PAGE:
Tuesday night presented what’s unfortunately become a similar scenario, lying down in bed unsuccessfully trying to catch some sleep.
I turned 30 two weeks ago and I still can’t seem to figure out how to consistently get a good night’s sleep.
And forget napping during the day, or sleeping on planes or cars when traveling. That’s never successful.
So, as 6 a.m., sunlight and an impending work day crept up on me on Wednesday morning, I had to wrestle with a familiar dilemma: should I just stay awake and spend the day tired before crashing at 8 or 9 p.m., or is a couple of hours of sleep better than nothing?
Ultimately, if I try to stay awake at that time, it leads to me falling asleep in the middle of reading a book — usually by a historical conspiracy theory author like James Rollins or Dan Brown — with all the lights on or with the news on in the background, which leads to some pretty weird dreams.
Luckily, I was able to get a few hours of shut-eye, but as I sit here writing this column mid-way through the day, it’s taken a second large coffee to cancel out the effects of poor sleep.
I’m not sure when insomnia became an issue, but it might have been sometime around college when all-nighters before an exam, which although never a good idea, were common.
It’s not like I haven’t explored the issue. I’ve even taken part in a sleep study, but there’s not really much someone can study when the subject can’t fall asleep. Whoever can sleep hooked up to numerous wires in a hotel room is basically my hero because I couldn’t make it happen.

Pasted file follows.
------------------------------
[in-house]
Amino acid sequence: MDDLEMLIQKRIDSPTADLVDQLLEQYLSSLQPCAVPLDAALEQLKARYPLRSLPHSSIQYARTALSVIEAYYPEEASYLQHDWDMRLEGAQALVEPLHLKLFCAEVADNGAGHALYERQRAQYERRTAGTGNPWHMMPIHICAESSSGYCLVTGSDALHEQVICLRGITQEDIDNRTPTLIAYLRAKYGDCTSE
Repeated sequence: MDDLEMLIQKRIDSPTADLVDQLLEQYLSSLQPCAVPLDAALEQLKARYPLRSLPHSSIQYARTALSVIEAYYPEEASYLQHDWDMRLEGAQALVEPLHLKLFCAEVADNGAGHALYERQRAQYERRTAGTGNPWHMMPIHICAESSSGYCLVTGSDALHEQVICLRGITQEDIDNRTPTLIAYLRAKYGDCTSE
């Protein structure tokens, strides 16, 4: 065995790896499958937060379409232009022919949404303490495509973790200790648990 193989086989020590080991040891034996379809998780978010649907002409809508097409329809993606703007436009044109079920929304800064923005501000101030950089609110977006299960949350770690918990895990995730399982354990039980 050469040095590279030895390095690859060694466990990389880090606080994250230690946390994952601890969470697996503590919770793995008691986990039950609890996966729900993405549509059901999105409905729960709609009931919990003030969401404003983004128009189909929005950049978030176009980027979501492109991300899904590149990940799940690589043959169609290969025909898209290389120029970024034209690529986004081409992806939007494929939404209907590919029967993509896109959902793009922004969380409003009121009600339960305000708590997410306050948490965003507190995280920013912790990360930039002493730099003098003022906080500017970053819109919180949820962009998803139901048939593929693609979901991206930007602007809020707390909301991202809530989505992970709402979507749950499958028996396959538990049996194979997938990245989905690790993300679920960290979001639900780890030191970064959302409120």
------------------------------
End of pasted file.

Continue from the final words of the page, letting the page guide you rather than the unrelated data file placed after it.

In fact, I admire anyone who can fall asleep quickly at night at all. This is a life skill that seems to have eluded me.
For someone who has years of difficulty sleeping under their belt, it might seem that I’m one of those people who claim they only need a few hours of sleep to function well during the day.
Not at all. I’m fully in the camp of linking a good night’s sleep to a more successful day. What good are you at work or school if you aren’t alert enough to focus on or absorb anything said or presented to you?
But it seems many people think less than five hours of sleep a night is fine, according to a CNN article published on Wednesday which quoted a lead investigator of a study conducted by researchers at NYU Langone Health’s School of Medicine that appeared in the journal Sleep Health on Tuesday.
CNN quoted statistics that showed that although people are supposed to get seven to 10 hours of sleep depending on their age, the Centers for Disease Control and Prevention found that a third of Americans sleep less than seven hours a night.
Sleep deprivation is threatening the health of up to 45 percent of the global population, according to stats quoted from World Sleep Day.
About 25 percent of Americans experience acute insomnia each year, but about 75 percent of blessed individuals recover without developing chronic insomnia, according to a study last year from the University of Pennsylvania School of Medicine.
So, what can be gleaned from these statistics is sleep deprivation and insomnia is common, but knowing that doesn’t make it any more pleasant.
For me, and many others who can’t seem to get this sleep thing down, tonight will probably find us lying in our beds, watching the clock tick away and counting down how many hours we’ll get this time around.
Who knows? Maybe tonight will be different. A girl can dream after all.